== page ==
Full Version: do you use a song list, or a song menu?
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Pre-planned Song List vs. Song Menu

This is just a style question, not that one is better or righter than the other, but I've come to prefer using a song menu rather than a pre-determined song list when I am planning for an event where Dean and I will be leading the music.

Not sure what I'm talking about? Well a song list would be a written list of songs in a certain order that is planned and possibly rehearsed to be done in that order. You pretty much know where you are starting, where you will end up and how you will get there.

A song menu is just that: a menu of songs that you might (or might not) choose to do as you go through the worship time. It is different from a song list in that it is not constructed in a first-to-last order, but in like sections: same key, or same function (openers, exhortation, throne room songs, response songs, ministry songs, etc.) With a song menu, you might have an idea of where you will start, but as you test the way the wind of the Spirit is blowing, you might choose to stay in a certain kind of song for a while, or move into a ministry song if it seems that is what the Spirit is saying after a glorious outpouring of worship. A song menu gives you the freedom to move in and out of intercession, worship, and ministry in a much more fluid way.

Now the challenge with that is if you have to move a whole team of musicians and singers along with you. The song menu approach can only work if everyone's shares the repetoire and is comfortable moving back and forth through it and through different keys. Obviously, the more people involved, the more complicated this gets.....but when it works...oh my....it can be glorious, because you are so free to follow the minute by minute direction of the Holy Spirit.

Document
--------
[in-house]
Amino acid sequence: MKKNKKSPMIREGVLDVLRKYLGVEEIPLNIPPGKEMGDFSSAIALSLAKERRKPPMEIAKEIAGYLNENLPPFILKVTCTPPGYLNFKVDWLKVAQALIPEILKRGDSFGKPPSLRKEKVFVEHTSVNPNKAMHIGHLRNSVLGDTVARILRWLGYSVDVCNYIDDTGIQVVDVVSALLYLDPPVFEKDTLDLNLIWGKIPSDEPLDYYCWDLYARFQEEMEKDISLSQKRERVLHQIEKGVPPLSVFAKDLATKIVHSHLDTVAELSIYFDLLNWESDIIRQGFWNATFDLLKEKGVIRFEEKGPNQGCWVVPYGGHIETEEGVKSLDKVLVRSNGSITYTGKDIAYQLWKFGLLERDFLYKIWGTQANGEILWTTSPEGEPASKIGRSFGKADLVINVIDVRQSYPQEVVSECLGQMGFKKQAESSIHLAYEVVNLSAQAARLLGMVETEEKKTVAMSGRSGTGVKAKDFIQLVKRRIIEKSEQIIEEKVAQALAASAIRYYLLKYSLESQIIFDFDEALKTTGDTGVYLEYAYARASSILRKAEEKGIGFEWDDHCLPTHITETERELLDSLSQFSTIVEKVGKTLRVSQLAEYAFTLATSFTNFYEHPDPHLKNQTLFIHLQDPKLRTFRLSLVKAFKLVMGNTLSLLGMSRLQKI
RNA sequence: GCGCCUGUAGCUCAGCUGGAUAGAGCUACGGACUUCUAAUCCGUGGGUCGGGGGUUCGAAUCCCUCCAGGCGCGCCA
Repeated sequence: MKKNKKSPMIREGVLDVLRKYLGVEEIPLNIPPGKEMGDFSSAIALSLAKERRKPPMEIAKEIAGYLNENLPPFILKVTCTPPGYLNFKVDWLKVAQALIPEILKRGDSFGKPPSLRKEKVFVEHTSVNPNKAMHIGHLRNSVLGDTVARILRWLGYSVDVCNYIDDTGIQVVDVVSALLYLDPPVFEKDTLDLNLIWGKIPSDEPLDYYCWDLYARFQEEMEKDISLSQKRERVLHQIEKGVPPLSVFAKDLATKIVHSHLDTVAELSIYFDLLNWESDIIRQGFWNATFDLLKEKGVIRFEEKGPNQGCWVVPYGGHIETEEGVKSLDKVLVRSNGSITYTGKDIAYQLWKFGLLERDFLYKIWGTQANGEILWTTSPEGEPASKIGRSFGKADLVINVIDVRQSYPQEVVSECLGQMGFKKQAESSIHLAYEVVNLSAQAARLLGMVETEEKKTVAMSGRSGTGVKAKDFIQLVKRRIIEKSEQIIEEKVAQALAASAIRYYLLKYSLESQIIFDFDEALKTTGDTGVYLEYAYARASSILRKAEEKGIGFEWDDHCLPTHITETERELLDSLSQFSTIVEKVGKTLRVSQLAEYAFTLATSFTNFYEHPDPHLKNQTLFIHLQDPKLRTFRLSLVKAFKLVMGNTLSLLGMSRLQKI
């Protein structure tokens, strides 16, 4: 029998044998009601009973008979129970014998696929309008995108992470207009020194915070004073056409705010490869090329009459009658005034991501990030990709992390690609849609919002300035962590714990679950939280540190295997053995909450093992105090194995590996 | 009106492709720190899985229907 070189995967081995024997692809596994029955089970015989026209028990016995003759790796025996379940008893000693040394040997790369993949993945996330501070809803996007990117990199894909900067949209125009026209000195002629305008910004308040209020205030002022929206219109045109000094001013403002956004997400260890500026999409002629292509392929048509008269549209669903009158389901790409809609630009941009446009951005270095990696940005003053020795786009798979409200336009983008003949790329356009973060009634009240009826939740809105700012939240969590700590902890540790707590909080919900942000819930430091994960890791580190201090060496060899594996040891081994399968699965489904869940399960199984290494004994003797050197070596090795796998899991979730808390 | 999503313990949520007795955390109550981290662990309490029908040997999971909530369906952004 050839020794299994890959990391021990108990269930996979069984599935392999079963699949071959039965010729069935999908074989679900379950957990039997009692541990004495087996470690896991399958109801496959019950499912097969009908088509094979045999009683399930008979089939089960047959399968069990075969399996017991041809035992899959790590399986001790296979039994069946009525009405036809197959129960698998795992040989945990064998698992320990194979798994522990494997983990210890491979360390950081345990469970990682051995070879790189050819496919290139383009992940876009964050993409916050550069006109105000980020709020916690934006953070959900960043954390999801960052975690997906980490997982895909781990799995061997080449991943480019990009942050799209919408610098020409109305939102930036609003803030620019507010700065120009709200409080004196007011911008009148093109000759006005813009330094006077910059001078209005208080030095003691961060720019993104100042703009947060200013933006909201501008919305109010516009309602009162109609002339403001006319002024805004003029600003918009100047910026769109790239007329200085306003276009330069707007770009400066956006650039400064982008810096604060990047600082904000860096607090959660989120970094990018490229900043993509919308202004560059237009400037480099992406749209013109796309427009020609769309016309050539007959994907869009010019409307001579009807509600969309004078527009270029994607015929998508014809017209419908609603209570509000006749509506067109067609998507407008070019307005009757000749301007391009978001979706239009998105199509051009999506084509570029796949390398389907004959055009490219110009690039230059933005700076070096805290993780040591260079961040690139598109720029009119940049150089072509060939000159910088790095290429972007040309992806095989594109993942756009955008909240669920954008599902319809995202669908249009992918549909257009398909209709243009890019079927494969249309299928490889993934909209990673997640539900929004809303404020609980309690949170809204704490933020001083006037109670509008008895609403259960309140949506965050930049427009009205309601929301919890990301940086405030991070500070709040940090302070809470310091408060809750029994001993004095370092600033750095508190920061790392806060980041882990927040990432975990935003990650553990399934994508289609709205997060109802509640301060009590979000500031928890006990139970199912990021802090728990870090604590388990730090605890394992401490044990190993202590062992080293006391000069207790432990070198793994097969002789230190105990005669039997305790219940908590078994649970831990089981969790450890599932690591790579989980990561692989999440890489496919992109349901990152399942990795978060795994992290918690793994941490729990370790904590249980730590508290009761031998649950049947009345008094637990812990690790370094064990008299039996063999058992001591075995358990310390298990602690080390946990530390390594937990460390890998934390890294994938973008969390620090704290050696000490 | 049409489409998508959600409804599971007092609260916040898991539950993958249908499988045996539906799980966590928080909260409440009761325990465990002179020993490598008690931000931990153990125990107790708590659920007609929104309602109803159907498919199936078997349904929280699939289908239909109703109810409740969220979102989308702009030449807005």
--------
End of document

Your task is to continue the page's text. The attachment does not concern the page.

You can ease into the song menu style of song leading a bit at a time. You can start by having a couple of "alternates" on your list in case a ministry song or a repentance song is needed, and maybe a reponse-type song or too. That would allow you to insert something not previously a part of your list should the moment call for it. These "alternate" songs could also be rehearsed with the regular list. Eventually, the whole list could become "alternate" songs....See where I'm going?

Now, I'm not saying that every single thing that is in a pre-planned song list can't be exactly what God wants to do....of course it can. God is God, and He can certainly tell us way ahead of time just how things will go. My point in making this post is to challenge us to go beyond the normal planning concepts and look beyond the way it's always been done.

Or maybe you prepare your song leading in another way? I'd love to hear about it...we can all learn from each other!

Oh, our band definitely uses a menu!! How many times have I been told that they'd be doing such and such a song - not!! Still, it's nice to know the Holy Spirit's in charge!!
Yes! The menu approach can certainly be challenging for those who are not musicians too, good point. It's very comfortable to have all your flags and other extensions layed out in order and have a plan on how you will use them in the service order--we learn to be flexible in that too, and to move out beyond our "comfort zone". And think about the overhead person, who, if they are not really on the ball, will be scrambling to find the right transparency.